story by Sheila Sarhangi
photo by Jack Wolford
“They’re like little pieces of architecture,” says Gwen Olins. She’s describing the antique Hawaiian perfume bottles that she and husband Evan began amassing in 1979; the couple’s collection now numbers 200-plus. Ask Gwen to pick a favorite and she hesitates and then concludes, “That’s like having ten children and asking which is the best.”
The Olins’ obsession with the antique bottles started shortly after the duo moved from Humboldt County to Kona. It was the end of the ’70s—Carter was in the White House, Donna Summer was on the charts—and at a friend’s house, Gwen saw her first Gump’s Pikake perfume bottle, a souvenir from an even earlier era. “I held it in my hands,” she recalls, “and the quest began.”
The perfume bottles were born in the days of the ocean liners, when it took six days to travel between Hawai‘i and California, far too long to transport lei. Ingenuity struck: A manager for Gump’s department store hit on the idea of creating perfumes from Island flowers and selling them in flacons carved from native Hawaiian woods like koa and milo. The wood bottles were made from 1935 until 1960, and today the Olins have the world’s largest known collection, snatched for prices between $5 and $600 and found at antique shows, flea markets, shops in Hawai‘i and abroad, and also on eBay. Each bottle has its own motif, among them a volcano, an ‘ukulele, a marlin and various tikis, hibiscus and plumeria. Some of the bottles still have liquid inside, although if you take a whiff, they all emit the same musty smell.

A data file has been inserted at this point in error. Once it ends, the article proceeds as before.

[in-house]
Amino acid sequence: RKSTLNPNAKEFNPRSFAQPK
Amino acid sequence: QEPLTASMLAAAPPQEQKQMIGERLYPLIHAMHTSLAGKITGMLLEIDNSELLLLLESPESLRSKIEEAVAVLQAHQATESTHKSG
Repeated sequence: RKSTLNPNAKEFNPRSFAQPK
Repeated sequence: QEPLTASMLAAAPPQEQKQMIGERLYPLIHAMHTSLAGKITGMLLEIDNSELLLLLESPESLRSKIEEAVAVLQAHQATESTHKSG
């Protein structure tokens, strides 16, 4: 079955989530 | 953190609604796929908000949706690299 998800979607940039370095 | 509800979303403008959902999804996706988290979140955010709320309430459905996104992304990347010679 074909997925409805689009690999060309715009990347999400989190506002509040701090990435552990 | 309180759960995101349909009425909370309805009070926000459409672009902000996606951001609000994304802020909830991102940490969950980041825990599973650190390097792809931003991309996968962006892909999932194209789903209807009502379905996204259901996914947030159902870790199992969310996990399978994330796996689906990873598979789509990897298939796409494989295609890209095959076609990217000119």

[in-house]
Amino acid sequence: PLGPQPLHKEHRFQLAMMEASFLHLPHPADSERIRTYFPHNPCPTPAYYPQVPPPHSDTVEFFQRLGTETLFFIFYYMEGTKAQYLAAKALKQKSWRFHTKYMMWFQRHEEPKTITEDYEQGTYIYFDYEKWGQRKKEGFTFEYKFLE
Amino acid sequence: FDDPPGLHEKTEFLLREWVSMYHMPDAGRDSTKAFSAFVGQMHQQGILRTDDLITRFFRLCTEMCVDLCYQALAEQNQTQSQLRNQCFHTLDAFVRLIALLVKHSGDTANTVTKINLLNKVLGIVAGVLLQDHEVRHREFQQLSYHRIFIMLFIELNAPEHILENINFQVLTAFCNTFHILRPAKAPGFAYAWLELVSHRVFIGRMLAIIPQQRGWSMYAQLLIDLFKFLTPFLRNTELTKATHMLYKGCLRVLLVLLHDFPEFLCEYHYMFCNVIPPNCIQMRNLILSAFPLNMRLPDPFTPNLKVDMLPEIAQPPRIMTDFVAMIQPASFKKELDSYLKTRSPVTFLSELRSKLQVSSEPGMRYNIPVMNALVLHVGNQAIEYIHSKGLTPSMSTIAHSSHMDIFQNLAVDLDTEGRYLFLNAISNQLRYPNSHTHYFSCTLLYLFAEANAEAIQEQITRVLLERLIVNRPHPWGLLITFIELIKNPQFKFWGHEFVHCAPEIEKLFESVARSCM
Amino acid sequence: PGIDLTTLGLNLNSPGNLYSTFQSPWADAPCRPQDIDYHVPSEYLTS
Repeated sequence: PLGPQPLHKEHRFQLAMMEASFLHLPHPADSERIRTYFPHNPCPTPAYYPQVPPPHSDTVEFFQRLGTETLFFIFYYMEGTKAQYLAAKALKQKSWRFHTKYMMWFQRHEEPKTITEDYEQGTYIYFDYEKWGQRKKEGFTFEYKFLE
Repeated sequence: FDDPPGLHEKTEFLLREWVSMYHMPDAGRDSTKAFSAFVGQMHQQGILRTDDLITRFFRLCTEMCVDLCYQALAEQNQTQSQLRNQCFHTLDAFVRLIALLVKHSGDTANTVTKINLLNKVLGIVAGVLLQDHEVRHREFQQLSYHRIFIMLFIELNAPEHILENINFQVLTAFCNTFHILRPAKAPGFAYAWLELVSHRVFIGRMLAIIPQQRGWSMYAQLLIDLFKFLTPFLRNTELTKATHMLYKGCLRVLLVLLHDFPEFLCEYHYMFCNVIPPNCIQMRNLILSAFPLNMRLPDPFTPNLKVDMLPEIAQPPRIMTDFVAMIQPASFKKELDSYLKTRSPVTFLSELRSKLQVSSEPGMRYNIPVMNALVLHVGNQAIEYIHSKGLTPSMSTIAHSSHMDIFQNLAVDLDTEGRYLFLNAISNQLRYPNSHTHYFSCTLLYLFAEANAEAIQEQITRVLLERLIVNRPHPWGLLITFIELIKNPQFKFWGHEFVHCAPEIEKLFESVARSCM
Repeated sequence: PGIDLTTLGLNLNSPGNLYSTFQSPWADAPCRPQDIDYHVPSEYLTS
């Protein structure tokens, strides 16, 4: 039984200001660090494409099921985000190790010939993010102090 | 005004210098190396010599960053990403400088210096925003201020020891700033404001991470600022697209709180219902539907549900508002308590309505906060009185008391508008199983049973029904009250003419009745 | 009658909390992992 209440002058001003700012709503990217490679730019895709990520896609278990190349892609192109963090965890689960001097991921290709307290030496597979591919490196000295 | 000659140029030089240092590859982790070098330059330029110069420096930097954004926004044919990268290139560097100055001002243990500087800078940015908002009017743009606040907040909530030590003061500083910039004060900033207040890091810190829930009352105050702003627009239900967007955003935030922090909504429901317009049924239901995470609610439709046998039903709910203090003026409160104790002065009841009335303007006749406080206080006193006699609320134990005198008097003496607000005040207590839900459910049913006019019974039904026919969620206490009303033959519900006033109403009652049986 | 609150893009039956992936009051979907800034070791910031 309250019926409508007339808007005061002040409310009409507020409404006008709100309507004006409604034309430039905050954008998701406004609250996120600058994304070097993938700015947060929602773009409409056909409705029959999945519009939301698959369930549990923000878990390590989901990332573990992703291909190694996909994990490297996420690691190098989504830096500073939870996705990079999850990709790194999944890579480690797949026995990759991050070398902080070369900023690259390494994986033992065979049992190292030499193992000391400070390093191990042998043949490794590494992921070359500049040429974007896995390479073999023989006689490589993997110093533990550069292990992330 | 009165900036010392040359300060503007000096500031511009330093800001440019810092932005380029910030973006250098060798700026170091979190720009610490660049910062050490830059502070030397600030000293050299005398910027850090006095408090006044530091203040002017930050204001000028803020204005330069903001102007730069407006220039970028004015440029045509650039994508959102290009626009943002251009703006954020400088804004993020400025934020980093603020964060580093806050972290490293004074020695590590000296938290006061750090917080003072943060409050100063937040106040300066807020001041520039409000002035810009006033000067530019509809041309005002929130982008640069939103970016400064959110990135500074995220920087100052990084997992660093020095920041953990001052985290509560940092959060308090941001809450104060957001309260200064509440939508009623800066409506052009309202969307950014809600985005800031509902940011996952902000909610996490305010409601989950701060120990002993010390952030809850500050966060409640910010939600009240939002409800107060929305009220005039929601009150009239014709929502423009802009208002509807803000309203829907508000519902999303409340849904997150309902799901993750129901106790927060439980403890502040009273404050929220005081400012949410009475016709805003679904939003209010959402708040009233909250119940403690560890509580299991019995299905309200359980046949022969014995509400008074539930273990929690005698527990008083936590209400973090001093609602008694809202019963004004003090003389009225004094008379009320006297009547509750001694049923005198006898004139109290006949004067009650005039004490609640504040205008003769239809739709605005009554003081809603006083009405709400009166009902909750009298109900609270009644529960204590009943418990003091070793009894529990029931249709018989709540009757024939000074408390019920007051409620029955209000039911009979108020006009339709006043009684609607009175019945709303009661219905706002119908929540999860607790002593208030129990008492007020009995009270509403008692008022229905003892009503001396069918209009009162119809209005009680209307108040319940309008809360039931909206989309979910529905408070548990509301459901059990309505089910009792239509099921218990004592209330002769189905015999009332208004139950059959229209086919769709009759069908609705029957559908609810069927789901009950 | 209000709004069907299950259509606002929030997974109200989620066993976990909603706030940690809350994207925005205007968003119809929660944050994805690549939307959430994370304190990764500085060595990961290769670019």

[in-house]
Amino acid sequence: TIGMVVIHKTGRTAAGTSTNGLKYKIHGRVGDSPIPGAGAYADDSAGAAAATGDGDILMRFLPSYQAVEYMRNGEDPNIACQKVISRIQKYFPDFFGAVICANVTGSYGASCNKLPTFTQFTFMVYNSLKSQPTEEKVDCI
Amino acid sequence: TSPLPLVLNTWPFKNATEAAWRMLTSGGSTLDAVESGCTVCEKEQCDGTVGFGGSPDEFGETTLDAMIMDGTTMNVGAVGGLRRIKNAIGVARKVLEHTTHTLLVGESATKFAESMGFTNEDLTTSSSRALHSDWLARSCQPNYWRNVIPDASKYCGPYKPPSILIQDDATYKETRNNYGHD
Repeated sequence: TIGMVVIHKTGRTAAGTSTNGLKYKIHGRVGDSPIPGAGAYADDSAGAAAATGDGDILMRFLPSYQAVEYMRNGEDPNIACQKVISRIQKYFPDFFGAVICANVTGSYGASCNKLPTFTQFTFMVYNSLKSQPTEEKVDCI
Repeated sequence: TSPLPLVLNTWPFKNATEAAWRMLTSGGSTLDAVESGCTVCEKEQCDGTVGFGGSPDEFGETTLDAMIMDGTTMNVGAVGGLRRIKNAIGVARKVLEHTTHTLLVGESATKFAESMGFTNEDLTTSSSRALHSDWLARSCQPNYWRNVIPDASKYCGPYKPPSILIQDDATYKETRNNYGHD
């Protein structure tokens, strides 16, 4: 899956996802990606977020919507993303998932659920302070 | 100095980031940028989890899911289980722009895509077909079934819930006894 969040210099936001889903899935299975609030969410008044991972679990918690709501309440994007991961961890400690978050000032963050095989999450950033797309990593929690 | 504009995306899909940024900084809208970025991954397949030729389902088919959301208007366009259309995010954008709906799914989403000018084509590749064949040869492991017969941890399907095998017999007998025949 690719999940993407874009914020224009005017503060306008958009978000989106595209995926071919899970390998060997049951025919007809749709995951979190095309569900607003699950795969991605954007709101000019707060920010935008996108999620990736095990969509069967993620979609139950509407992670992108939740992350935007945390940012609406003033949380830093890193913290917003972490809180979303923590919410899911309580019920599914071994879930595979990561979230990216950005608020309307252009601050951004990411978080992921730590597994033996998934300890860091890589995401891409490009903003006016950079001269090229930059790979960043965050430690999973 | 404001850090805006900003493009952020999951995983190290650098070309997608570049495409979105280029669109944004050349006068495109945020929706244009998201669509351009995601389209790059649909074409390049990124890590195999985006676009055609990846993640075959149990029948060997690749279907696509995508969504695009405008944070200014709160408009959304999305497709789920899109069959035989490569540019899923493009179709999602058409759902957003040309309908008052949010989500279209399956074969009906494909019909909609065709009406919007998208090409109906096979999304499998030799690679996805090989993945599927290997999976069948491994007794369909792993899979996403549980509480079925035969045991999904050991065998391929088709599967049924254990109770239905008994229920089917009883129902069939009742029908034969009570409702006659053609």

The Olins have now recounted the tale of their three-decade-long hunt in Lei in a Bottle: Collecting Hawaiian Perfume Bottles, a book with photographs of their treasures and a detailed history of the industry. “I believe that people are born with a collecting gene,” Gwen theorizes. Certainly the pastime is nothing new for her or Evan: When she was 8, Gwen collected rocks and petrified wood; for Evan it was green glass Coke bottles. Her theory triggers an affectionate laugh from her partner of forty years. “I think,” she adds, “we share that gene.” HH